September 5, 2010


I’ve just returned from a series of four performances in St Petersburg (formerly Leningrad) Russia.

I had always assumed that Russia would be a place of grey buildings, grey people and grey potatoes as a staple diet. I couldn’t have been more wrong – well, not in that particular corner of the former Soviet Union, anyway.

Honestly, this gorgeous city overshadows even Paris for drop-jaw beauty. It has the most striking and ornate architecture, fountains and parks. Then there are the palaces, canals and churches. There is nowhere to compare.

But the thing that really struck me – in terms of the difference between there and here – is the attention to the little things. Little things like the perfectly-tended flower beds. The lack of litter. And the road surfaces.

This is a place that during World War ll, was bombed and shelled incessantly day and night for 900 days. That would make a bit of a mess. But now there are perfectly kept parklands, and roads so smooth you could run a golf ball down them and watch go until it vanishes over the horizon.

Manual labourers are out each day, clearing litter, scraping away weeds and planting flowers. Every historical site is promoted and marketed in such a way that you feel compelled to visit them.

But in West Lothian? Untended hedgerows, roads that would put a jungle track to shame, and as for historical sites… Did you know that Chopin once visited Polbeth? David Livingstone was a regular visitor, too. In fact Paraffin Young built a scale model of the Victoria Falls in the stream that runs through the village.

In St Petersburg it would be a major tourist attraction; here the only thing it attracts is car tyres and shopping trolleys.

Moreover, in St Petersburg the roads are so smooth that many youngsters get around using in-line skates. Can you imagine how far you would get trying THAT in Bathgate or Whitburn before you hit a pothole and ended up in A&E? Not far, I reckon.

Of course, we are often told by our Road Department that the potholes are caused by the icy winters we get here. Oh, really? Well, just for your information, in St Petersburg a winter temperature of – 20 Co is not unusual.

No, I wouldn’t want to live there: the massive blocks of apartments on the city outskirts are home to the majority. And tower blocks are never pretty.

But, honestly? When you see how their administration has taken a war-torn rubble-pile and produced something of which they are rightfully proud, you realise that if they can do it, then there is no reason why our administration couldn’t do it, too – if they had the drive, determination and ability.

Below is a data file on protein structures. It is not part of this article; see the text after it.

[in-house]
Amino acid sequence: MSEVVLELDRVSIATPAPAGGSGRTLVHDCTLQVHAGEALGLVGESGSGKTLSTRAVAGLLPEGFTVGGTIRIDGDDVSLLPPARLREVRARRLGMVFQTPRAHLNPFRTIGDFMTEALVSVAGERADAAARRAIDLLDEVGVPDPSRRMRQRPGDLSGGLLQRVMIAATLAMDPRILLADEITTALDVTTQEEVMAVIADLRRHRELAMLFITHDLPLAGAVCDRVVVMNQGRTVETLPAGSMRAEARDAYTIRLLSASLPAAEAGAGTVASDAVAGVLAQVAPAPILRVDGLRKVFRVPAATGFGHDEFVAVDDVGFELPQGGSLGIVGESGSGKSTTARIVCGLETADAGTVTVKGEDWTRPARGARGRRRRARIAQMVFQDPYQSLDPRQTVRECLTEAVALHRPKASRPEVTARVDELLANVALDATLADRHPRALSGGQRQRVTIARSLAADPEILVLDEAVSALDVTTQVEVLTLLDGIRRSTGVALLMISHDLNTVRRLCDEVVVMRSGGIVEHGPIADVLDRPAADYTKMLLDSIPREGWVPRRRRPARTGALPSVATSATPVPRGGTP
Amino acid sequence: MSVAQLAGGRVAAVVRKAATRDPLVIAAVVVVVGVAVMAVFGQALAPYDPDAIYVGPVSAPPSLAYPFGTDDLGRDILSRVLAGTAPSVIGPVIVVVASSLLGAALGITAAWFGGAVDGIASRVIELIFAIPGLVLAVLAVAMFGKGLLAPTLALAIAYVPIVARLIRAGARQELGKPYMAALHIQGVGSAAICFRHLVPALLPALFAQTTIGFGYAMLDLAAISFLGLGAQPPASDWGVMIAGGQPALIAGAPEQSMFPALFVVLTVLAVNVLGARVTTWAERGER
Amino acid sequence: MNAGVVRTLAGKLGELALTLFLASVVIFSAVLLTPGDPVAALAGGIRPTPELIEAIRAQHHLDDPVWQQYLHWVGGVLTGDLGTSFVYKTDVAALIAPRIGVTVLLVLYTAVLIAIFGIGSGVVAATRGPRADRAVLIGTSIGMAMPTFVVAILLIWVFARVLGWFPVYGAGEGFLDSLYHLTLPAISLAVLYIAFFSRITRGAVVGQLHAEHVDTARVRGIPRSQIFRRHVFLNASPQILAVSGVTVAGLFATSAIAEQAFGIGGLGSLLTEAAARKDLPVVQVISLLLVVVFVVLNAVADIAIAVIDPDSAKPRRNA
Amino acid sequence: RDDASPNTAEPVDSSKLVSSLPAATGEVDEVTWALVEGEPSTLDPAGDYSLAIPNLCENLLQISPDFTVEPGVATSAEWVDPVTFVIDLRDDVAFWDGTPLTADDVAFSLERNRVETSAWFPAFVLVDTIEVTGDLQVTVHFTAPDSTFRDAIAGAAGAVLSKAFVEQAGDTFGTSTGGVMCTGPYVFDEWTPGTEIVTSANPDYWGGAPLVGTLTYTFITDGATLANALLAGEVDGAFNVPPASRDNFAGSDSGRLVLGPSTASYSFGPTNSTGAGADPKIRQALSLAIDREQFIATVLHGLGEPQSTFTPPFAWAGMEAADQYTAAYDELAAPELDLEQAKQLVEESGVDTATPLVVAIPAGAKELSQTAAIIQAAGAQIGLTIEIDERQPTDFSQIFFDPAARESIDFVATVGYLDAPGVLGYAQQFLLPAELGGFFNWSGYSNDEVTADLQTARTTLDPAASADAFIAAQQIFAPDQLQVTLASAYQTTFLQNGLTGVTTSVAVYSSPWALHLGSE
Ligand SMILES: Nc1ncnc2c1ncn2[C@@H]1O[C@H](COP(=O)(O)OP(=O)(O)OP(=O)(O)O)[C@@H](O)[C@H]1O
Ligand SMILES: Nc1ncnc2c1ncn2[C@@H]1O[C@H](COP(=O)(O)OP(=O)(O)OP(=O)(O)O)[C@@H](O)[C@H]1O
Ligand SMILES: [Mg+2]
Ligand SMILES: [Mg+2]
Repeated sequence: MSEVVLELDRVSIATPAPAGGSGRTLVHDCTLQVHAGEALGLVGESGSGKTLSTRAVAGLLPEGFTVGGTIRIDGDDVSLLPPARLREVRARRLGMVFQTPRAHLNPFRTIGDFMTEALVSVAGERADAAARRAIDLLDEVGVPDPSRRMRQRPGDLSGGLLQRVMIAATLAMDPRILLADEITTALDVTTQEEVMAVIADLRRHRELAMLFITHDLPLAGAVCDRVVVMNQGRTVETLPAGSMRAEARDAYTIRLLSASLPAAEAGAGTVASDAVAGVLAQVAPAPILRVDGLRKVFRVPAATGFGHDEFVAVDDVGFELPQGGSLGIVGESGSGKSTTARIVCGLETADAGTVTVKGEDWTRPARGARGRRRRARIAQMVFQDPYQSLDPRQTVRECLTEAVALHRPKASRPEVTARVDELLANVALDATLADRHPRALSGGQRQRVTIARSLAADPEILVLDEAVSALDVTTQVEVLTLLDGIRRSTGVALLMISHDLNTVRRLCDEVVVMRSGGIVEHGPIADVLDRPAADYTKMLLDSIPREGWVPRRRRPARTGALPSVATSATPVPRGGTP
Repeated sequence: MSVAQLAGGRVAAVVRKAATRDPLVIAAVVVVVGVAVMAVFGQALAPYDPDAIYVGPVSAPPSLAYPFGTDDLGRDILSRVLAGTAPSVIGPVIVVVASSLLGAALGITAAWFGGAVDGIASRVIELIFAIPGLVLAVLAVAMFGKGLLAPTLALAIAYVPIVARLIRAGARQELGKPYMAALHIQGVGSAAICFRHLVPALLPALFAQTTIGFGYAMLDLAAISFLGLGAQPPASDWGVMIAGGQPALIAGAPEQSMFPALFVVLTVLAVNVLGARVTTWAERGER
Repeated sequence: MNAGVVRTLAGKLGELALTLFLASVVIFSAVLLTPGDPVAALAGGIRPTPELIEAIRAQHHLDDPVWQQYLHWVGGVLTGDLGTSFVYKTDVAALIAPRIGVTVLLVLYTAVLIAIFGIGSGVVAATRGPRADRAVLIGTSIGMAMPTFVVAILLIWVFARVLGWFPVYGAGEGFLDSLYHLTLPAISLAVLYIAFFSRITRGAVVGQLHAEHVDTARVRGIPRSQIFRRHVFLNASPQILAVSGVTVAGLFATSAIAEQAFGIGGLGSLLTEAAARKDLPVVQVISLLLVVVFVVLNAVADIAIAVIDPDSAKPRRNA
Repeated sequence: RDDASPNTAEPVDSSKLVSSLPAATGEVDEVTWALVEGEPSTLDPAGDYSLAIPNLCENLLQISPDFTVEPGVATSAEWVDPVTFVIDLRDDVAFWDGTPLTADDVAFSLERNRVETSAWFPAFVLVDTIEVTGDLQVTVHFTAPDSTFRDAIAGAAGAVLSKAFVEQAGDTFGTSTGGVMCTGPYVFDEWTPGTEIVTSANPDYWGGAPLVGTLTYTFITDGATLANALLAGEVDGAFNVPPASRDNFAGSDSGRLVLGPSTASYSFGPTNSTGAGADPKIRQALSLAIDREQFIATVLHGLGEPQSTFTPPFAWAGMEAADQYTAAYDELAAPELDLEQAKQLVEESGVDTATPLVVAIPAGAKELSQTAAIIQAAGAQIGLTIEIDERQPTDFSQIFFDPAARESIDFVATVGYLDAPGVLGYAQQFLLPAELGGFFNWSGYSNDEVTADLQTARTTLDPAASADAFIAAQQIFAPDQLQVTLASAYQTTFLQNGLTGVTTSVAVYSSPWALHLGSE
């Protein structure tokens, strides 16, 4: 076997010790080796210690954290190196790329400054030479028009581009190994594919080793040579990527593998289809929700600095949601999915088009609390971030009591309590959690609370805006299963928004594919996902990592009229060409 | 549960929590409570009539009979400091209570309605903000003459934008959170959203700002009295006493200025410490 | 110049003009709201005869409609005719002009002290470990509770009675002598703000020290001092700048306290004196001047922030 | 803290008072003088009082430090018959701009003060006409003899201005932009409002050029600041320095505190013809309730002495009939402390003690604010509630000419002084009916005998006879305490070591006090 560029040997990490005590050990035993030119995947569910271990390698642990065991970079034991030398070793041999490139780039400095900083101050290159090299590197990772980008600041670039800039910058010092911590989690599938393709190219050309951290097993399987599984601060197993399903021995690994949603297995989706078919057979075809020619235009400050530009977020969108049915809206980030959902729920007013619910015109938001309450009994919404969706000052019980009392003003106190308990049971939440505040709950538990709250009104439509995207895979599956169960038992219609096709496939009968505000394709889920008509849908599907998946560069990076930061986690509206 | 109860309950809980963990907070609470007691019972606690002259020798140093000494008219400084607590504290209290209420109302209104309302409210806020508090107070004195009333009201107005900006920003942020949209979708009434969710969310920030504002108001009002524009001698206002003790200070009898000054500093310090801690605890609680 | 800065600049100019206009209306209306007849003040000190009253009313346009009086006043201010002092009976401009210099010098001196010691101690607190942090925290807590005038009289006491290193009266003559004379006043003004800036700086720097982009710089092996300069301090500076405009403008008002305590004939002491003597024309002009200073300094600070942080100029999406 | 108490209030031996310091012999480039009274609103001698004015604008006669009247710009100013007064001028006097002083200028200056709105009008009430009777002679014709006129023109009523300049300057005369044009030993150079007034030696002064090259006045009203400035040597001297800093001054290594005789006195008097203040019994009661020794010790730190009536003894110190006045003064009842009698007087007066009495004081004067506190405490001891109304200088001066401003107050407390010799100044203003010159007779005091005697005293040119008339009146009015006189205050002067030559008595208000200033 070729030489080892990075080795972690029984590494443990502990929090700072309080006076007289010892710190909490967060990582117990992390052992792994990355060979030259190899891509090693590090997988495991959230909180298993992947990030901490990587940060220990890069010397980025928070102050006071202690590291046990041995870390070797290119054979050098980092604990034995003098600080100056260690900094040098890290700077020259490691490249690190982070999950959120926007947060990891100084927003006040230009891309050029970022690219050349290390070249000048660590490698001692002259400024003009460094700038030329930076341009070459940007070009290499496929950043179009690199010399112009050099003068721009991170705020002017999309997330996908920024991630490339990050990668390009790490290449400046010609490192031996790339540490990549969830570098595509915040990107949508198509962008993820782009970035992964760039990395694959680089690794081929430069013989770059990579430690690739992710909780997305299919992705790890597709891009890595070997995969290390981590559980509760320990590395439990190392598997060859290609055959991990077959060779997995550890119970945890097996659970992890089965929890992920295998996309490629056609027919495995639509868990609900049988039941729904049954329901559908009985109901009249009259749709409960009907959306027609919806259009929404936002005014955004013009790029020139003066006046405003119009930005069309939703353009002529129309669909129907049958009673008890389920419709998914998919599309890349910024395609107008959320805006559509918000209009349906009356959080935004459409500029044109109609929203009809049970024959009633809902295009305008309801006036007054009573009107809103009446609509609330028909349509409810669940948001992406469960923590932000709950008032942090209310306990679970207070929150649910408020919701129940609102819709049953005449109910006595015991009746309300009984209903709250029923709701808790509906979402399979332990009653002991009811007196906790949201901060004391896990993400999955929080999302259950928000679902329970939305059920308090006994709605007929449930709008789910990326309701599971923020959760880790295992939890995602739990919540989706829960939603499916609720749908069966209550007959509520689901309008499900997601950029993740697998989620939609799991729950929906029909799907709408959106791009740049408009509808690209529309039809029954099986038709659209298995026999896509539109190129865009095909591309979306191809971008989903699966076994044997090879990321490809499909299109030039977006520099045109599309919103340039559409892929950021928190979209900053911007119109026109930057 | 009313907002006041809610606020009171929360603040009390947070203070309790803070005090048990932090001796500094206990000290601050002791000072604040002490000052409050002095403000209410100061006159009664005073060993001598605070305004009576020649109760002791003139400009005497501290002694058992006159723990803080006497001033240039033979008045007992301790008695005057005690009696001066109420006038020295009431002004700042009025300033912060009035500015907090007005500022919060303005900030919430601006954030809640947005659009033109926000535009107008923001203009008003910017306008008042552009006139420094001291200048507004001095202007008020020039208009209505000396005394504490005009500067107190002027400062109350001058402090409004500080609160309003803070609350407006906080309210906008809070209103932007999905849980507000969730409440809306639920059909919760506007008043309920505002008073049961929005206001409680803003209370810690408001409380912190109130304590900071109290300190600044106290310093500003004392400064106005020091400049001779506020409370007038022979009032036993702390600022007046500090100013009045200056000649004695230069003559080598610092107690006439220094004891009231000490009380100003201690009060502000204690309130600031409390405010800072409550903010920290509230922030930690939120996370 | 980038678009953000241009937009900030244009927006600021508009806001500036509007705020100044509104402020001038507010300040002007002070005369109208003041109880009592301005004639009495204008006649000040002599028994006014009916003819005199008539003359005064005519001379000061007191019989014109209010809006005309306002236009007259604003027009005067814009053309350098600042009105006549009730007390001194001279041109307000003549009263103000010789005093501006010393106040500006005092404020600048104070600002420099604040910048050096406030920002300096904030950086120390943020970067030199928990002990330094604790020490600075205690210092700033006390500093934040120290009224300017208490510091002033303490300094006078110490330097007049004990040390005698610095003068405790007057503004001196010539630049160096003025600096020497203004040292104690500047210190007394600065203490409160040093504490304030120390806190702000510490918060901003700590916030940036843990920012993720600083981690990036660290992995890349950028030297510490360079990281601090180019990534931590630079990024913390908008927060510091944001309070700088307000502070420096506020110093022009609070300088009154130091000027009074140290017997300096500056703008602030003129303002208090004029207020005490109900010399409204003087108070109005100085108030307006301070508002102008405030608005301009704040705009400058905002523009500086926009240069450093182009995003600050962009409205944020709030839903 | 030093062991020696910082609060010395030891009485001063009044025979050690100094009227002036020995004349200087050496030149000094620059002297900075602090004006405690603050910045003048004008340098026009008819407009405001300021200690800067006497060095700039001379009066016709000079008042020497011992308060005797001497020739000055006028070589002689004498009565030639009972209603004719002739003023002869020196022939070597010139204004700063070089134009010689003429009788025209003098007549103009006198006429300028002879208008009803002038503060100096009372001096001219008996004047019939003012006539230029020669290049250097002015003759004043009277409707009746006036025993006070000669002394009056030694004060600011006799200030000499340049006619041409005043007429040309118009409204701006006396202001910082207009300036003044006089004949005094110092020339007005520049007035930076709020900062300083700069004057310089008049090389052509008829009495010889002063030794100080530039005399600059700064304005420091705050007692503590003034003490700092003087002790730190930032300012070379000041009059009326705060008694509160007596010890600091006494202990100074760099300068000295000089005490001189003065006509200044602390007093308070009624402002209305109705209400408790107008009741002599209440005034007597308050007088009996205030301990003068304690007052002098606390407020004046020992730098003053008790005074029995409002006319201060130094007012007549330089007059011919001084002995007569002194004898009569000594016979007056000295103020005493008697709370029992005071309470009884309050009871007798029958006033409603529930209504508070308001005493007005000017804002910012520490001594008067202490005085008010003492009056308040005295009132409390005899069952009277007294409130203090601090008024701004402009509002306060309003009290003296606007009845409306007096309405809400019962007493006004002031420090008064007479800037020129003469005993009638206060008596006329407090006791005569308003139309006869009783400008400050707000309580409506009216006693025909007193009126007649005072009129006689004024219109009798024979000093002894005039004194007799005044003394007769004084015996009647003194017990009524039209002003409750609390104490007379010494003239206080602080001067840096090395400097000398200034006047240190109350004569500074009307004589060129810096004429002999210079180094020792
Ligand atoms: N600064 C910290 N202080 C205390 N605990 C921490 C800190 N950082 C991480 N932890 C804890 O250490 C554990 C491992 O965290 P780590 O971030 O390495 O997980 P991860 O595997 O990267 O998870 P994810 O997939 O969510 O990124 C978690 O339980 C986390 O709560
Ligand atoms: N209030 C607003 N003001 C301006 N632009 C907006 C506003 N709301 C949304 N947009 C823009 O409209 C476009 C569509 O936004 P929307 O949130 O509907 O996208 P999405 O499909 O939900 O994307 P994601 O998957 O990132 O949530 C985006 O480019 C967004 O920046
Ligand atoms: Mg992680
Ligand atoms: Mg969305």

Actually, given the advantages that we have, Oor Cooncil administrators should hang their heads in shame.

Drew McAdam



February 1, 2010


Do you know what a VMS is? No? Well, I’ll tell you.

It’s a Variable Message Sign. In other words, those electronic message signs on motorway gantries that give motorists up-to-date traffic information.

I was approaching one in almost white-out blizzard conditions recently and could hardly make out what it said through the swirling snowstorm. Only when almost underneath it was I able to read: “Caution. Heavy Snow”

Sheeesh. Really?

And it got me thinking. Would it be possible to hack into the system and leave your own messages?

I asked some of my friends what message they would put up there, and I have to tell you there were some belters. Suggestions included “Remember To Buy Milk And Bread” and “He’s Behind You! :o”.

I thought that “Look Up!” was pretty good, too.

Other contributors offered such gems as: “There’s Someone In Your Boot”, “You’re Going The Wrong Way” and “Zombie Area”.

Another favourite was “Sign Out Of Order”.

 Wouldn’t it be great if instead of the usual patronising, pointless messages – about checking your fuel, tiredness and not to take drugs – the person who types the messages at Motorway Command Centre decided to get creative. Or drunk.

The operator could flash up things like: “Ignore This Message” or “Aircraft On Hard Shoulder Ahead”.

If his keyboard has punctuation marks he could even flash ” (.)(.) “. Think about it.

Motorway driving would become so much more fun! Me? If I could hijack one of these VMS thingys on the M8 I’d type in “Whitburn Closed. Plague”.

However, my absolute favourite, suggested by one particularly warped mind, was the message “”REMEMBER: UK SWITCHES TO DRIVING ON RIGHT AT NOON TOMORROW. £400 NON-COMPLIANCE PENALTY – HIGHWAYS AGENCY.”

Come to think of it, maybe the Highways Agency should employ this contributor to come up with some new slogans.

Give control of the motorway gantry messages to those who have a sense of humour and imagination, I say.

Drew McAdam


January 17, 2009


TECHNOLOGY is a wonderful thing – no, really.


It all started with the briefest snatch of music and one line from a song. It was the soundtrack to a TV commercial for a computer game entitled “Gears of War 2”. Now, it’s not my sort of game, but the 30-seconds of backing music to the trailer really caught my attention. Unfortunately, all I had to go on was one line from the song: “….You already know how this will end.” and a few notes of the melody that stuck in my head. I HAD to know what it was.     Read the rest of this entry »